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Sesame Kohlrabi Slaw with Miso Apricot Dressing

It’s been a while since I turned my oven on. Not to seem ungrateful for all of this sunshine (and vitamin D), but it has been really hot with humidity that Vancouver doesn’t generally see. So maybe I am complaining a little bit, but chin sweat you guys! All of the time.

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So I have been making recipes that require very little heating up, both for me, and the recipients of the meals. It makes it hard to complain about chin sweat when I think about how un-amazing it must feel to add a rough post chemo week into the mix with all of this heat. No ovens no cry.

This recipe requires the very bare minimum of cooking. It is mostly a raw dish in all of its enzyme-rich glory, but not just for the sake of being raw, more because the dish itself feels so right for this time of year. It is made with seasonal produce, but not necessarily the sweet and juicy stuff that you dream about during the winter months. Is anyone familiar with kohlrabi?

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I think it would be sad to be a vegetable that only reminds people of the parts of vegetables that they normally discard (or save for juicing), but it is true, kohlrabi’s taste and texture are very similar to broccoli stems and cabbage cores. But don’t worry, kohlrabi doesn’t wallow in self-pity, it knows that it is unique and beautiful, with lush, edible greens growing out of each of its many strange little arms. And like all self-respecting vegetables, it also comes in purple.

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Carrot Hummus (with superpowers)

In the land of eating a little bit healthier every day, hummus is considered a comfort food. Chickpeas and tahini, fresh garlic and some extra virgin olive oil, perhaps a squeeze of lemon juice, it’s hard to go wrong.

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Never mind the fact that the chickpeas and sesame seeds in the tahini create a complete protein for us to dip our antioxidant-rich veggies into. Or the fact that the fat in the tahini and olive oil help us to absorb the vitamins in the dip-able veggies. Hummus is already pretty awesome, it doesn’t need a makeover.

But everyone needs a night out on the town, right?

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There is an abundance of amazing seasonal produce available this time of year, but one of my favourites is always the local carrot. Not boring. The humble carrot, recently pulled from the ground has a sweet, extra carrot-y taste that reminds me of why I wanted a veggie garden to begin with. Remember that carrot soup that you make in the middle of winter? Try making it now with farmers’ market carrots; it will blow your mind. Of course these local carrots are the perfect pair to some hummus, but what if instead of serving carrots with the hummus, we put carrots in the hummus?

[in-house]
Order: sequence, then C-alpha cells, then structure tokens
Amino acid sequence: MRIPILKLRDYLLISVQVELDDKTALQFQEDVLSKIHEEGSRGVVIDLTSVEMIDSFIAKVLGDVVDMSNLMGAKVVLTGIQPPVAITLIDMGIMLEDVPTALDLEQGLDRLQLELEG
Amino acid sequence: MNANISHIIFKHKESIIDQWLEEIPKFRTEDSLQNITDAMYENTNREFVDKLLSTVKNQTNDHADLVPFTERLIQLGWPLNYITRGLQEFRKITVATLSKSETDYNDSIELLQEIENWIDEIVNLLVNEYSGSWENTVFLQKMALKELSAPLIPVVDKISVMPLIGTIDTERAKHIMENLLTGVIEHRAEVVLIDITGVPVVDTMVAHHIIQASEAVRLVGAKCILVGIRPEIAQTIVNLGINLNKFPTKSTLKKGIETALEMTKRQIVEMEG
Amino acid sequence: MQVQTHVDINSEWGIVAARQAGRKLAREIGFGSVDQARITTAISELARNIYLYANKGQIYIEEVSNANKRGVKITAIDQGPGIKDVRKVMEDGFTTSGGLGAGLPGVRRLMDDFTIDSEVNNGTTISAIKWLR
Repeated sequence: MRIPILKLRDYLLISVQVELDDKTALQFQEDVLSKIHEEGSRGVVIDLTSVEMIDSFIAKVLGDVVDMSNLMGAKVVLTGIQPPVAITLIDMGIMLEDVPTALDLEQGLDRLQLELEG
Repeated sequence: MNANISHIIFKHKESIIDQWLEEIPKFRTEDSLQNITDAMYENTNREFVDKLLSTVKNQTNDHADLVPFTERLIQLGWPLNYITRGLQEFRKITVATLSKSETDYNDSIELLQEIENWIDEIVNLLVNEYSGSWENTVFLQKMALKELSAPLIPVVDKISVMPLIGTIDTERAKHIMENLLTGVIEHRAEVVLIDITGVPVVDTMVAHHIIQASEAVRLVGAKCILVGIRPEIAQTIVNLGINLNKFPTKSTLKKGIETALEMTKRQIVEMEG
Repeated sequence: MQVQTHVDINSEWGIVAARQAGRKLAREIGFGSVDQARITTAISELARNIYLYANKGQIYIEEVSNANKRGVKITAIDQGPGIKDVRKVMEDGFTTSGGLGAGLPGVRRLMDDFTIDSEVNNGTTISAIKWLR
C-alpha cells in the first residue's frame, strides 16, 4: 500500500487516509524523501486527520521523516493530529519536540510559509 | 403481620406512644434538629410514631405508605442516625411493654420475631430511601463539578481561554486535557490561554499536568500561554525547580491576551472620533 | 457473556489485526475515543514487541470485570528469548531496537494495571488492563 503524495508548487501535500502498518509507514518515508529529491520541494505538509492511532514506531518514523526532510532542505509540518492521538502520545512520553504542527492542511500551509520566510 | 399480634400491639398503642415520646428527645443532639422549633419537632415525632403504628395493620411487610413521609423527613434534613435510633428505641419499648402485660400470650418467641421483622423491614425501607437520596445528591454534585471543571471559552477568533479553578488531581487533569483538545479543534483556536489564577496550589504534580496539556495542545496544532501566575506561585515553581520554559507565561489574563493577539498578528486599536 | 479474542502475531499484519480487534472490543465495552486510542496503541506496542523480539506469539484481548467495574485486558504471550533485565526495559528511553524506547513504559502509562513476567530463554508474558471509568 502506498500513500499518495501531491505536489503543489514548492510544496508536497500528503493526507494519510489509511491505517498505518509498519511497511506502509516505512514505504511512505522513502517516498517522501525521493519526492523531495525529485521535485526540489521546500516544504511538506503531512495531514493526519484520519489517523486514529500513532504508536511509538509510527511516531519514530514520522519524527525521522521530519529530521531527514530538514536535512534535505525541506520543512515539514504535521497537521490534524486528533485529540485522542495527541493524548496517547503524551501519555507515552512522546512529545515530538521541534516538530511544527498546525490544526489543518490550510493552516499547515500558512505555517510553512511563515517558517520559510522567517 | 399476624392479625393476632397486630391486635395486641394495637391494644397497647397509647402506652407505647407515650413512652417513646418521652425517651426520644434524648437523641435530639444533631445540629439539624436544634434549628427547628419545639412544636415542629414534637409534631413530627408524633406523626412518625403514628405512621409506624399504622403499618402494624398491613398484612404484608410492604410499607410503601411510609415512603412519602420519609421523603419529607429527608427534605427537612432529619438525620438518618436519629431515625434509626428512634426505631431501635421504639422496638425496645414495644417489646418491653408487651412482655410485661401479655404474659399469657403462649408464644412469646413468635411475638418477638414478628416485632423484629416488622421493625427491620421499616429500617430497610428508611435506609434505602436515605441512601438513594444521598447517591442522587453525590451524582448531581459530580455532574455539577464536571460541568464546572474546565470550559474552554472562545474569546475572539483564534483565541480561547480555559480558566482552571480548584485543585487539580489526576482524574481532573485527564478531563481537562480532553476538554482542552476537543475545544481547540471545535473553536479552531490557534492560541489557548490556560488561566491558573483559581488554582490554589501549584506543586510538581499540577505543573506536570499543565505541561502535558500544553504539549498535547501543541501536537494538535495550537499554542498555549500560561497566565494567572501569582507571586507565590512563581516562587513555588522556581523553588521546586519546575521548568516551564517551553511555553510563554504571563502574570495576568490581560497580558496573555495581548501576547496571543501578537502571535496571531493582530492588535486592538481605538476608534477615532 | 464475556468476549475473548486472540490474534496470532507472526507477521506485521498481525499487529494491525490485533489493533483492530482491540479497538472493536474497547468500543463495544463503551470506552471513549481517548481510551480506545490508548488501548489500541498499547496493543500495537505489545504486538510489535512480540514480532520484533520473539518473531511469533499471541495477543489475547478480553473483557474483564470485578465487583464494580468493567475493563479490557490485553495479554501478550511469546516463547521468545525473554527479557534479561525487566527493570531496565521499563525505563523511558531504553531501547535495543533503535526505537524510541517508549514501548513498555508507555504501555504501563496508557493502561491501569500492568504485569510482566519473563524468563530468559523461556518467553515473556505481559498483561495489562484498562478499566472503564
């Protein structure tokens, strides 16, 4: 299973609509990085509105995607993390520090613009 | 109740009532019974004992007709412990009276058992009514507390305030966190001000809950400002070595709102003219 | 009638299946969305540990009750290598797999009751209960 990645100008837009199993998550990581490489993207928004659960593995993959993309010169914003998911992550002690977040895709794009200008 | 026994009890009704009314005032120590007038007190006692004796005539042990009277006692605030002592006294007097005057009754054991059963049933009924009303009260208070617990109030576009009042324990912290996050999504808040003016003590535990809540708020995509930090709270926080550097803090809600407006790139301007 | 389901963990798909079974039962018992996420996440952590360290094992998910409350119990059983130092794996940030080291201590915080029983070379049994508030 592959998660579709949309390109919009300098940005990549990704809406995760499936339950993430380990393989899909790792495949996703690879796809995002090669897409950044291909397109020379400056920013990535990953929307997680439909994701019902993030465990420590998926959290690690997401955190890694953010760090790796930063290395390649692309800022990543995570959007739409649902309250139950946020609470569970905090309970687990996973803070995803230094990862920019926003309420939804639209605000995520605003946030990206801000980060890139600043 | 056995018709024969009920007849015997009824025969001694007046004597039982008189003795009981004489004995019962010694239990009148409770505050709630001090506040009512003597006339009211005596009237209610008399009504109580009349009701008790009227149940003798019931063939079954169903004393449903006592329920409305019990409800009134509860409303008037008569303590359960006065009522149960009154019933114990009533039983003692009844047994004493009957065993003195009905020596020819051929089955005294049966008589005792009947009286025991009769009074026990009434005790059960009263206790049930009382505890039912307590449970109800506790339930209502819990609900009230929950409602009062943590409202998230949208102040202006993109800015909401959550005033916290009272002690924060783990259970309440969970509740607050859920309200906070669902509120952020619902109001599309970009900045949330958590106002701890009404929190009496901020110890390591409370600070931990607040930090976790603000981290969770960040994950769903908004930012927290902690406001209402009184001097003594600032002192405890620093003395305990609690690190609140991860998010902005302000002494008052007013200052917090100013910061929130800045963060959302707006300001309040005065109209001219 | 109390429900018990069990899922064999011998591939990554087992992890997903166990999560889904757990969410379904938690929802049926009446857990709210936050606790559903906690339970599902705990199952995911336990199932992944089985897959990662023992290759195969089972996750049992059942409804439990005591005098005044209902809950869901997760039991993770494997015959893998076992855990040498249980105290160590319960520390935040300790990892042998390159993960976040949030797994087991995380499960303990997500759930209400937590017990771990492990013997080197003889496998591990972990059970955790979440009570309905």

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Green Beans with Millet and Garlic Scape Pesto

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As we age, I find it becomes easier let go of things that we may not be very good at. For instance, there is no reason for me ever to take another stab at doing my own accounting. I glaze over just thinking about it. And gardening. I always thought I would be a natural at growing my own vegetables, but as it turns out, I’m a lot better at cooking them. It takes a lot of time and attention to grow your own veggies and if you don’t have it, thank goodness for farmers, and the happiest place on earth: the farmers market.

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Eating locally is very en trend, and it feels like a trend that is here to stay. The less time between the produce’s garden-living time and your plate, the more nutrients they will still contain and the better they will taste. A stroll through the market can also be very culinarily inspiring and often enlightening too. Amongst the expected and anticipated favourites, there are always a couple of surprises. The part of the plant you never knew existed, that, yes, of course you would love to try. (more…)

Beet Salad with Herbed (Macadamia Nut) Ricotta

I remember a time when beets were scary. They were vac-packed and soggy in the produce section of the grocery store, or sliced up in a can, which rarely equals delicious. Despite their endearing colour (purple, you guys!), they fell flat and tasted like dirt.

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Luckily, sooo much has changed. It is now much easier to get beets that recently grew in the ground, often with their greens still intact, meaning their dirt-living life wasn’t too long ago. It’s natural that their earthy flavour still lingers, but that natural sweetness that comes from a freshly dug-up beet is undeniable, and their texture, both when raw or cooked, is something to celebrate too. Oh yeah, and they’re good for you.

They are full of phytonutrients that vary based on the colour of your beets, so by eating a variety of colours (just like all foods) you will get a broader range. They also boast anti-inflammatory super powers, are full of anti-oxidants and aid in detoxification.

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Buying beets with their greens intact is usually the freshest option. The leafy beet greens and stems deserve a blog post all to themselves, so I’m not going to get too into it here, but keep them and juice them or sauté them with some garlic. They are packed with anti-cancer and they taste good too. For this recipe, for me, it was a little bit too beet on beet to use them as well as the roots, but this way you get two meals out of one veg. Bonus.

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